Writing on X, the organization’s president, Derrick Johnson said: “Being able to pick and choose when you experience ‘blackness’ is not a reality for the millions of Black people we serve, who face racism and marginalization every day.”

“Next time try investing time in centering authentic Black voices and experiences.”

The response to the backlash

Forster did not consult with any Black people ahead of undertaking the experiment. That, he said, would have been pandering.

And he was reluctant to share what feedback he has received from any Black friends or colleagues.

Instead, responding to the public backlash, Forster said that there are many people who are pleased with his work and are likely afraid to speak openly.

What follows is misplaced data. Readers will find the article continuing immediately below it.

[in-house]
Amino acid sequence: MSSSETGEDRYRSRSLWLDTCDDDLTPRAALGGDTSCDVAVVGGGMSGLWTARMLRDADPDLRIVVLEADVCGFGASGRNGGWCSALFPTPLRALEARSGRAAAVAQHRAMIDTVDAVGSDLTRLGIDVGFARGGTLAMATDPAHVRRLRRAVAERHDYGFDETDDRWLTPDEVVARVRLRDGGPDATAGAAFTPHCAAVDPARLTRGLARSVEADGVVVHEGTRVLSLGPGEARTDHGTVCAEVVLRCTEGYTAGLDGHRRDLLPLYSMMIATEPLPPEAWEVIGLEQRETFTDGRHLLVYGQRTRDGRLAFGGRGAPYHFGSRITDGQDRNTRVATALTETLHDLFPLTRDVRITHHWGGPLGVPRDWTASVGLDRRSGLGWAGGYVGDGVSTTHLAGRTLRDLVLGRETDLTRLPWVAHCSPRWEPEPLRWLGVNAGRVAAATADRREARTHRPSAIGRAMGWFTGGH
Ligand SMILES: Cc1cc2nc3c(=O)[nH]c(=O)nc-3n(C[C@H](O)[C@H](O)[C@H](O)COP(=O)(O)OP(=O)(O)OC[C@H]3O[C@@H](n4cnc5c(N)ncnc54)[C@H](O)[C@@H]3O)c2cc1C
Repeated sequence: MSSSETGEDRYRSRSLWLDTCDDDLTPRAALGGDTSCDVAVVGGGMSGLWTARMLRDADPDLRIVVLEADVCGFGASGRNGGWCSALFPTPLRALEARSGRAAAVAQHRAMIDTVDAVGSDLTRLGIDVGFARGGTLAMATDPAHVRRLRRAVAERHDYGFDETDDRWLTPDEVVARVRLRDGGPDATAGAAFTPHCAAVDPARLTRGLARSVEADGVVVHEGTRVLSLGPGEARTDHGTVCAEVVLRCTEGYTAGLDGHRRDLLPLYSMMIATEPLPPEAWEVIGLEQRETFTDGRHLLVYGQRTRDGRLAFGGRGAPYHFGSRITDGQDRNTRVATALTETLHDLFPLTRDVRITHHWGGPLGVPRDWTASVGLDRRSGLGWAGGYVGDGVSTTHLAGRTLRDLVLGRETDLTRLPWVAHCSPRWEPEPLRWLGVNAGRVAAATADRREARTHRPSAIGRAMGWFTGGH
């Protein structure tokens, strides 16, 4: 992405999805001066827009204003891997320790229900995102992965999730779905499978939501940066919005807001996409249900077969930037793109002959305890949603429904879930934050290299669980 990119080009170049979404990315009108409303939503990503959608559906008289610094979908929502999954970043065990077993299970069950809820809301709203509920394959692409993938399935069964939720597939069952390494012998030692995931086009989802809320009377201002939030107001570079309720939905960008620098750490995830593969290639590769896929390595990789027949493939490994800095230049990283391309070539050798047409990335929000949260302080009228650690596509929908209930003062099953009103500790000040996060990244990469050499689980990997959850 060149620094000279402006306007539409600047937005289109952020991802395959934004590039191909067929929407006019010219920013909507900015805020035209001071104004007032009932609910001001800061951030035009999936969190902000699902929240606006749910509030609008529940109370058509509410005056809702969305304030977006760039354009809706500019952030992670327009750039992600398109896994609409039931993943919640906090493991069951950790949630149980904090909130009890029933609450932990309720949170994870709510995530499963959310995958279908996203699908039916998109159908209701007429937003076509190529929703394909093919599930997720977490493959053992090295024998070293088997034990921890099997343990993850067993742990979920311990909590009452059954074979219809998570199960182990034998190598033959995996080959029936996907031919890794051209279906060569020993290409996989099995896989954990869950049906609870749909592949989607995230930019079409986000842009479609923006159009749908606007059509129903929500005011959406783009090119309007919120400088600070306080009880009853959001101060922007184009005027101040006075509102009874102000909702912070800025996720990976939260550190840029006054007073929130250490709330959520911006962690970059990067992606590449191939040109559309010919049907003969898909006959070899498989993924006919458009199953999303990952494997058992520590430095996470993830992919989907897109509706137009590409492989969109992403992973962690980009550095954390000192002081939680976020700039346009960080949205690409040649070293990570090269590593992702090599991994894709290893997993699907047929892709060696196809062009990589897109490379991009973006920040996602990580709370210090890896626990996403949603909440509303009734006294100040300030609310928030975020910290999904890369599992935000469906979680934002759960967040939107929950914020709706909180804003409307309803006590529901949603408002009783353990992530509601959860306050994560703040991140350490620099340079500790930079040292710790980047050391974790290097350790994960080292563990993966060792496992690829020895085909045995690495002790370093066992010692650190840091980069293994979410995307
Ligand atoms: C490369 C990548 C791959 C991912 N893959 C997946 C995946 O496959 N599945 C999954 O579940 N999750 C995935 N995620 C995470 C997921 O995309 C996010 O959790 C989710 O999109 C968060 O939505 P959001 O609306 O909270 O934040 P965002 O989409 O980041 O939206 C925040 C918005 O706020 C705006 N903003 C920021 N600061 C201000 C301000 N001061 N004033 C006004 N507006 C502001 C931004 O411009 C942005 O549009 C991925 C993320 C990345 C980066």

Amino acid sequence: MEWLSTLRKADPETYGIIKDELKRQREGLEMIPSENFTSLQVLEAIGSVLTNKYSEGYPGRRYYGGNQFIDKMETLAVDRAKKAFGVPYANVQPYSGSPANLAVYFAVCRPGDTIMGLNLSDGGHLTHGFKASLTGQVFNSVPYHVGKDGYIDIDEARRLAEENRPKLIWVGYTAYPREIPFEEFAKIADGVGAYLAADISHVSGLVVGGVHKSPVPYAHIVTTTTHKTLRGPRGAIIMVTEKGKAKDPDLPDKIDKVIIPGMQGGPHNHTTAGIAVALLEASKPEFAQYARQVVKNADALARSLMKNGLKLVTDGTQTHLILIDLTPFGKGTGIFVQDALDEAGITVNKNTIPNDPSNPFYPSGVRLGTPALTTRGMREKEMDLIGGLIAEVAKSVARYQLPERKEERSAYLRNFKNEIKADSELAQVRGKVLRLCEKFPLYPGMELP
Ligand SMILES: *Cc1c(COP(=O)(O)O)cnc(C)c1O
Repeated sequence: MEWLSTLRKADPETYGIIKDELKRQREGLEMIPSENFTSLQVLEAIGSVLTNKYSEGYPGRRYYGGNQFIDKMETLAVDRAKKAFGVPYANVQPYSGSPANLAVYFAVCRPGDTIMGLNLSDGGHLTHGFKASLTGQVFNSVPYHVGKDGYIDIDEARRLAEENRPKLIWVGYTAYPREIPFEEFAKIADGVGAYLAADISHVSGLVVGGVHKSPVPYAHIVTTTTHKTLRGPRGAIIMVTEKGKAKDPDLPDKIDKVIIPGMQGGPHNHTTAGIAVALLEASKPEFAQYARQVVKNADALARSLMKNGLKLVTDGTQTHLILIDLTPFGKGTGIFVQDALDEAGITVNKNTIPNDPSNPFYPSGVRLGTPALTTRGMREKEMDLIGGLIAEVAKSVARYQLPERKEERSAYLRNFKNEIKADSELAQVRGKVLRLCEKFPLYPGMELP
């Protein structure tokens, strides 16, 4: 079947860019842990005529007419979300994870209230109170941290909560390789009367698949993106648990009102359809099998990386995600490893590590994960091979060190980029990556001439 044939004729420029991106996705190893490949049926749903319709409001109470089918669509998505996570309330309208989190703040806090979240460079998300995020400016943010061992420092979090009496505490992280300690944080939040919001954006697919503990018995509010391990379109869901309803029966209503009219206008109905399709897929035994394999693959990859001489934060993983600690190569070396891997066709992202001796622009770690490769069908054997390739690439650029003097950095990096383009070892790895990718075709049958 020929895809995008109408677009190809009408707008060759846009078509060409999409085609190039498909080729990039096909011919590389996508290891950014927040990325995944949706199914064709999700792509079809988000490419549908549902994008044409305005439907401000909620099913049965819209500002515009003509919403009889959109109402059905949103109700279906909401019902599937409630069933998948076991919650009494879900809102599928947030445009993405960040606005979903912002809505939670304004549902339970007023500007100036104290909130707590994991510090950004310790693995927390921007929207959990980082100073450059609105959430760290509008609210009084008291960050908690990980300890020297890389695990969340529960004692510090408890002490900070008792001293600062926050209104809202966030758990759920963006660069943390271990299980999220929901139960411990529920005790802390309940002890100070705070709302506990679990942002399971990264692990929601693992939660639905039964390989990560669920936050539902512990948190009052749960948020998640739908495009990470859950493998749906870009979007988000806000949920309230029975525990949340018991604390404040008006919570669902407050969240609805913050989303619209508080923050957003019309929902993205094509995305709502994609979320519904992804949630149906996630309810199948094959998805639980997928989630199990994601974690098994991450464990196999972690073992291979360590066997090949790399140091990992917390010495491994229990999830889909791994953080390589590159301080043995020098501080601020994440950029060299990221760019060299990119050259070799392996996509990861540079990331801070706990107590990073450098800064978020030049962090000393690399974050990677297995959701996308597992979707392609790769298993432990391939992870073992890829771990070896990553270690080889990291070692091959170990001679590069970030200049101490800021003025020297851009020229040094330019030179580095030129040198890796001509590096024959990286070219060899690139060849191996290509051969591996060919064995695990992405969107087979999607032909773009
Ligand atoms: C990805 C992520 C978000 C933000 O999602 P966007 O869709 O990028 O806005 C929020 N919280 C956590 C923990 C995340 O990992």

When pressed as to whether there is any validity to concerns that his use of blackface could be viewed offensively — if perhaps the resounding outrage has any merit — Forster is defensive.

“I believe that a lot of that passion is misguided or not grounded in a well-understood review of what the book is actually about,” Forster said.

“I understood that it would be a controversial project, and I'm optimistic that as more people read the book and as reviews come out in the future, that the visible response will become more balanced.”

Forster describes the revelations of ongoing racism as not “terribly shocking” to anyone who has spent considerable time in the United States.

“The actual portion of the book where I'm, you know, doing this immersive journalism is really only the middle section,” Forster said.